Kudos for saying so out loud.

  9. A few responses to above comments:

    My conjecture: it is always better to talk about your expectations about each other than not, and if you find something would hurt you that your partner doesn’t want to do *right now*, make a rule about it. This comes at no cost as long as what your partner wants doesn’t change, so there is absolutely no possible downside from this.

    First off, the obvious downside is that what one party wants probably will change. Almost everyone, at some point, feels an attraction to someone other than their partner. That doesn’t mean that they necessarily want to act on it, but it might.

    The real problem is that, by making the rule, you’re saying that IF what you want changes, then you are NOT to act on it, or there will be consequences. What polyamory says is that IF what you want changes, then your partner wants you to explore that. Which is the more loving attitude?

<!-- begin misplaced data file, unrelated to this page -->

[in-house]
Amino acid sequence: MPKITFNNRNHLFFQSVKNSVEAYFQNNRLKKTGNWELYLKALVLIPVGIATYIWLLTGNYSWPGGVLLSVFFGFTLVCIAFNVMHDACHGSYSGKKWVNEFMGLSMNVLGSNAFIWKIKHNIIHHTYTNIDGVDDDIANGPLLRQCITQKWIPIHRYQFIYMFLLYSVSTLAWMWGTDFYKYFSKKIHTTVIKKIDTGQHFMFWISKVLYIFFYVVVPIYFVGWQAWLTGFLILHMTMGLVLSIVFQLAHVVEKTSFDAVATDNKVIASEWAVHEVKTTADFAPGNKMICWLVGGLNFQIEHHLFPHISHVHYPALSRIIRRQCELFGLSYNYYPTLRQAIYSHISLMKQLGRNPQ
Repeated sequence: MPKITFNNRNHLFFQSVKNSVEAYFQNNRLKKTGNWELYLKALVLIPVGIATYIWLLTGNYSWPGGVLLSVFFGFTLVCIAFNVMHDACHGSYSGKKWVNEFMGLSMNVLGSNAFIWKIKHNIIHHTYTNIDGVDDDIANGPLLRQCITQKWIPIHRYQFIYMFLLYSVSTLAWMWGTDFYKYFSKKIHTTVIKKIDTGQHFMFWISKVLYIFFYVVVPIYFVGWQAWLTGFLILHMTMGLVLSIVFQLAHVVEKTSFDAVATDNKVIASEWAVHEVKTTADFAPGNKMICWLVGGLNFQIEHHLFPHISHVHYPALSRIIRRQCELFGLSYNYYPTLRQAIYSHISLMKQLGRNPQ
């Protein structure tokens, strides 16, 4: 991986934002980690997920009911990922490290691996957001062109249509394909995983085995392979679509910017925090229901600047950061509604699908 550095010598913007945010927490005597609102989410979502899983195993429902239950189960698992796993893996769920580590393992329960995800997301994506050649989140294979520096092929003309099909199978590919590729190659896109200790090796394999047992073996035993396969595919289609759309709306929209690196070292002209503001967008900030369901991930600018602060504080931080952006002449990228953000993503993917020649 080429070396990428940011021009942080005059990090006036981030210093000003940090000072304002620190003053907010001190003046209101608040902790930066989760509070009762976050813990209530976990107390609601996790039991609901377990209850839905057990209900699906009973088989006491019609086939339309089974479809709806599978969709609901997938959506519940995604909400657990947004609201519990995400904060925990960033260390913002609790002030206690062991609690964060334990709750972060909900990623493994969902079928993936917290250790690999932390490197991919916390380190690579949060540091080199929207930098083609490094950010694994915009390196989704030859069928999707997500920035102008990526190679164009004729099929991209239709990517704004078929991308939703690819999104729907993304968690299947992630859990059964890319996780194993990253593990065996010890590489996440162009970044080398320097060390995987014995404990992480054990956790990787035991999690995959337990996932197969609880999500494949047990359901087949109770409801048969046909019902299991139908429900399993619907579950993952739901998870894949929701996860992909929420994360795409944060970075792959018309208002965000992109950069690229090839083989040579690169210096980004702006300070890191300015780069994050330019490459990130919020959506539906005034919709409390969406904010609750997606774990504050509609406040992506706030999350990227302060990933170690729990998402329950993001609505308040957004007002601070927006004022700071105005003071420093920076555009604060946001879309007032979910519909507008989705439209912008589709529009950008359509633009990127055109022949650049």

What your attitude does is that it passes the buck to your future selves to make the decision. It’s saying “let’s not decide now. Let’s wait until it’s a problem to see how we feel.” Maybe it might never become a problem, but maybe it might. Isn’t that good information to have ahead of time?

    But if one partner is happier when they know their partner doesn’t sleep with anyone else, that is equally valid, right?

    Depends on whose perspective you’re talking about. If my partner says “I’m happier if you don’t sleep with anyone else,” if I really love her (and trust her judgment), I won’t sleep with anyone else.

    BUT this is not a good thing for our relationship. It means that if sleeping with someone else would make me a happier person, then my partner wants me to be less happy in order to increase her own happiness.

    From my perspective, I would never say that to a partner. Sure, there are some things that she could do that would take away from my happiness for good reasons. Things like spending all of our money, hitting our dog, never coming home, etc. Those are things that would have a direct effect on something that I value (money, the dog, spending time with her).